microgenesis

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English[edit]

Etymology[edit]

micro- +‎ genesis

Noun[edit]

microgenesis (plural microgeneses)

  1. (biology, anatomy, medicine) The condition of a body part which has developed abnormally small.
  2. (social sciences technical jargon) The development, in discrete but generally imperceptible (seemingly continuous) increments, by the human body or brain, of thoughts, motions, or actions.
    • 1975, American Handbook of Psychiatry: Organic Disorder and Psychosomatic Medicine, page 272:
      The term microgenesis has been proposed for the continuous formative activity which underlies cognition.
    • 1990, G. Jason, Geoffrey Hammond, Cerebral Control of Speech and Limb Movements, page 154:
      Goldberg (1985) has proposed that the SMA is part of a medial system which is crucial in the programming and fluent execution of movements on the basis of internal models of reality. He hypothesized that there are two stages in the microgenesis of movement, each stage being a loop consisting of a number of cortical and subcortical structures. The first stage involves the selection of a context-appropriate behavioral strategy, and the second involves the specification of the details required to execute the action.
    • 1995, Cornell Working Papers in Linguistics: Volumes 13-15, page 104:
      [...] the gesture is highly conventionalized, a formal linguistic sign in and of itself requiring no verbal representation to be understood (for example, when a young child is told to 'wave bye bye'). McNeill (1992) believes that there are different qualities that accompany this continuum in relation to the microgenesis of an utterance, stating that at the beginning there is a 'spontaneous' use of gestures which is connected with the germination of a thought, while the use of conventionalized gestures corresponds to the final stages of the thought process.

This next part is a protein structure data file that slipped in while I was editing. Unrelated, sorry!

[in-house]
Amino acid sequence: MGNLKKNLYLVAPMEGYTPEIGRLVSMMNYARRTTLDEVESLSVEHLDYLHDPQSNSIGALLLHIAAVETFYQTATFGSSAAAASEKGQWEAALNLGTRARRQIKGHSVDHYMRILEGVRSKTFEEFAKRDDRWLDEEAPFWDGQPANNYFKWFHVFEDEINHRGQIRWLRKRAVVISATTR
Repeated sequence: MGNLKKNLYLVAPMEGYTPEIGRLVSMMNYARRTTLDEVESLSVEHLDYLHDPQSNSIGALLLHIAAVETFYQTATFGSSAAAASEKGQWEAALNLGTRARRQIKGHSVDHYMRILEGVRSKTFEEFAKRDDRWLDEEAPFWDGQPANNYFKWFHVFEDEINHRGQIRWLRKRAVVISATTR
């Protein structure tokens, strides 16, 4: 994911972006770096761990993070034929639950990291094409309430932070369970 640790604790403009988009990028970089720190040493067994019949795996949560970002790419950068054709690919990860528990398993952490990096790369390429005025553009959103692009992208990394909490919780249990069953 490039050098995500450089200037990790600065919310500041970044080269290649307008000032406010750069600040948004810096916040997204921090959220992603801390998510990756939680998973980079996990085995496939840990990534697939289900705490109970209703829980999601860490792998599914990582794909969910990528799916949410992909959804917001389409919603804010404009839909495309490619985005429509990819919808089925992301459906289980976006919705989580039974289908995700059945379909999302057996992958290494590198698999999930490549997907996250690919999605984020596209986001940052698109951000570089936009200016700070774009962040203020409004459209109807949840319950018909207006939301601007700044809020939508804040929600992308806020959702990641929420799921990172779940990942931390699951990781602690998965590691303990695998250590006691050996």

• 2000, Talis Bachmann, Microgenetic Approach to the Conscious Mind, page 200:
      Like in action where one should execute the movements or responses one at a time (and it is physically impossible to do it otherwise, circus practices notwithstanding), microgenesis tends to solve one or another subtask at different stages of its unfolding. In high-level activity, particular efferent operations often unfold as more or less arbitrary segments in a continuous flow of actions. [...] Can you tell the exact moment when a ball-toss ends and the strike for the serve begins in tennis? Not so easily. Similarly, in microgensis, stages unfold as somewhat arbitrarily isolable epochs in a continuous flow of percept genesis.
    • 2008, Mark Germine, The microgenesis of antisociality: a process-relational perspective, which is chapter 6 of Neuropsychology and Philosophy of Mind in Process: Essays in Honor of Jason Brown, beginning on page 144 of that book:
      The intention of this paper is to open up a dialogue on the wider implications of microgenesis, particularly as it applies to the process-relational view of intersubjectivity.

See also[edit]